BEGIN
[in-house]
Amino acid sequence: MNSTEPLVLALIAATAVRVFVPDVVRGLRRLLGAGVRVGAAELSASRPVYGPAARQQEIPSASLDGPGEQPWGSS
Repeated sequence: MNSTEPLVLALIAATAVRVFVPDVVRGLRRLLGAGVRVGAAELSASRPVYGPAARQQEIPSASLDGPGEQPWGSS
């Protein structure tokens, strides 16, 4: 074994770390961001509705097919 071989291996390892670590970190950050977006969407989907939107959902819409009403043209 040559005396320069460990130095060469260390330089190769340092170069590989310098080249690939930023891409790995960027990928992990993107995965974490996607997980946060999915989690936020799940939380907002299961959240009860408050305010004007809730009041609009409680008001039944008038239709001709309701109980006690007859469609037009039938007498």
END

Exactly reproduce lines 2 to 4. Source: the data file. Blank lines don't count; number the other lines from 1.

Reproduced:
Amino acid sequence: MNSTEPLVLALIAATAVRVFVPDVVRGLRRLLGAGVRVGAAELSASRPVYGPAARQQEIPSASLDGPGEQPWGSS
Repeated sequence: MNSTEPLVLALIAATAVRVFVPDVVRGLRRLLGAGVRVGAAELSASRPVYGPAARQQEIPSASLDGPGEQPWGSS
């Protein structure tokens, strides 16, 4: 074994770390961001509705097919 071989291996390892670590970190950050977006969407989907939107959902819409009403043209 040559005396320069460990130095060469260390330089190769340092170069590989310098080249690939930023891409790995960027990928992990993107995965974490996607997980946060999915989690936020799940939380907002299961959240009860408050305010004007809730009041609009409680008001039944008038239709001709309701109980006690007859469609037009039938007498």